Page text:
We, the A-bomb survivors, have always described nuclear weapons as inhumane. ICAN has stressed the lethal effects that the blast, heat rays, and radiation would have on human health and the catastrophic damage to our planet if nuclear weapons should ever be used again, as well as how to strengthen international laws. In other words, ICAN attached a “theory” to our A-bomb accounts. It has also convinced us that our continued discussion of our experiences, which are painful to remember, is the right thing to do and will never be in vain.

When the atomic bomb was dropped on Hiroshima on August 6, 1945, 72 years ago, I was a second-year student at Hiroshima Jogakuin Junior and Senior High School. I was working as a mobilized student at the Imperial Japanese Army’s Second General Headquarters, 1.8 kilometers from the hypocenter, and I was exposed to the radioactive fallout from the bomb. I somehow managed to crawl out of a collapsed building and flee the hellish scene. However, my sister and four-year-old nephew were both killed. Before my eyes, soldiers poured gasoline over them to cremate their lifeless bodies, and turned them with bamboo poles. They said to one another, “The abdomens haven’t burned yet,” and “The heads are only half-burned.” I witnessed this utterly grotesque scene while in a daze, and this memory has troubled me for many years.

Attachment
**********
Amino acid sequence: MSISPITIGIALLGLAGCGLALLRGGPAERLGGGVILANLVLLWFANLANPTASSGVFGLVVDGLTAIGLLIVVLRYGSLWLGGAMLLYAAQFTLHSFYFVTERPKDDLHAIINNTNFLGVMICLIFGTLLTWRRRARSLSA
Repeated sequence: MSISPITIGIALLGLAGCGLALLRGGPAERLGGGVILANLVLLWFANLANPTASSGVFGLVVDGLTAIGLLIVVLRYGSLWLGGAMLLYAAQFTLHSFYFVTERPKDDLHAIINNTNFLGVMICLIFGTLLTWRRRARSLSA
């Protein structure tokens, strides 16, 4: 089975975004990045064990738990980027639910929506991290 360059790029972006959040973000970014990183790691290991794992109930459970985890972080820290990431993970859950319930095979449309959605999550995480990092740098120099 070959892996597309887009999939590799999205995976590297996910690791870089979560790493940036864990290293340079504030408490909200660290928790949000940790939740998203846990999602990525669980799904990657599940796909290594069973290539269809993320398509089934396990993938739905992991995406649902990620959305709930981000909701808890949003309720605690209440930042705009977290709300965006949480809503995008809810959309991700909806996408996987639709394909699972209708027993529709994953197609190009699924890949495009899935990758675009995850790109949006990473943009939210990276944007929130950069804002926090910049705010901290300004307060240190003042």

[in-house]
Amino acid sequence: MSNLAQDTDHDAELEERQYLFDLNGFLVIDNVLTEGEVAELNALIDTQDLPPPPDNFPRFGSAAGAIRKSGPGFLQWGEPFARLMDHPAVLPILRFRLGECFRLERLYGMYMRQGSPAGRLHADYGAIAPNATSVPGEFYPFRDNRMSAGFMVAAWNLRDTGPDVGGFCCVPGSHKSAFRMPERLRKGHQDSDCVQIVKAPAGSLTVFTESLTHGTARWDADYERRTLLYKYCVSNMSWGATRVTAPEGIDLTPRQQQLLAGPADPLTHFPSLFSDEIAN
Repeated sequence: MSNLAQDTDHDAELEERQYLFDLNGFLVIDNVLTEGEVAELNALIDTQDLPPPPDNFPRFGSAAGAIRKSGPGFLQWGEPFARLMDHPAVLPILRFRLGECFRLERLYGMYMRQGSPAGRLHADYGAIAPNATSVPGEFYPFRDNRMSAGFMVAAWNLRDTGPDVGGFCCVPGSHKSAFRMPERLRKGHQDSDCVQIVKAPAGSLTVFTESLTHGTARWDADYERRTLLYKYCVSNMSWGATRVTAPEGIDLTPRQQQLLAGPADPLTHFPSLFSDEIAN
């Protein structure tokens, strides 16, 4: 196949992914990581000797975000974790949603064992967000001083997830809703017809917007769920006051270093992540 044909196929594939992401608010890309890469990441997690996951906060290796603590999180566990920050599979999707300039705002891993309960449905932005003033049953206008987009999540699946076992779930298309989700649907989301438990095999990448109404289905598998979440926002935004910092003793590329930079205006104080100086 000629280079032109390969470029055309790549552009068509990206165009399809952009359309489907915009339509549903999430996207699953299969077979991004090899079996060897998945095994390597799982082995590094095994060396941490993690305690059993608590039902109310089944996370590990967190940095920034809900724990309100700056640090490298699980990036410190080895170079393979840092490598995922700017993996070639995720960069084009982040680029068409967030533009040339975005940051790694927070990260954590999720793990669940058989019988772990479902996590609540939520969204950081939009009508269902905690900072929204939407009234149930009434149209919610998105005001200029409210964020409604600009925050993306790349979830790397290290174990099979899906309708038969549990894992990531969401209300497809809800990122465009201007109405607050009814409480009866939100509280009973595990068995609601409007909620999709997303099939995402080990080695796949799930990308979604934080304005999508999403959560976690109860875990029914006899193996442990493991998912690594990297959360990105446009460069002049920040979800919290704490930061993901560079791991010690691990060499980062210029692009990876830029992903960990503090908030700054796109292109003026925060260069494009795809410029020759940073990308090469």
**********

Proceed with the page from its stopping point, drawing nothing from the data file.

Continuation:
On the nights before I recount my A-bomb experience at schools or gatherings, I always think about the people who were killed by the atomic bomb, and I can’t stop the tears. Before I speak, I always prepare myself with prayerful thoughts. On the first day of the U.N. negotiations to discuss the nuclear weapons ban treaty, in March of this year, I made a speech in the conference hall. I said, “These talks to ban nuclear weapons will benefit the people who are living now and those who will live in the future. But I would like you to feel the presence of the spirits of the hundreds of thousands of people who perished by the atomic bombings in Hiroshima and Nagasaki. We must ensure that the deaths of so many people will not be in vain.” Among them were 351 of my schoolmates.

Reflecting on my early activities which led to my later activism, these efforts began by encountering several influential role models during my high school and university days, and through YWCA activities.

One of these role models was the late Reverend Kiyoshi Tanimoto of Hiroshima Nagarekawa Church, who devoted his life to providing support for A-bomb victims such as orphans. Witnessing his tireless work motivated me to become a socially useful person. From Ichiro Moritaki, the late professor of Hiroshima University, I learned his insight and the word “global,” which sounded so new to me. Hamako Hirose, the former principal of Hiroshima Jogakuin University, said to me that the time when women can participate actively in society had finally come to Japan, thanks to the new Japanese Constitution, and she persuaded me to study abroad. As a result, I went to the United States in the summer of 1954.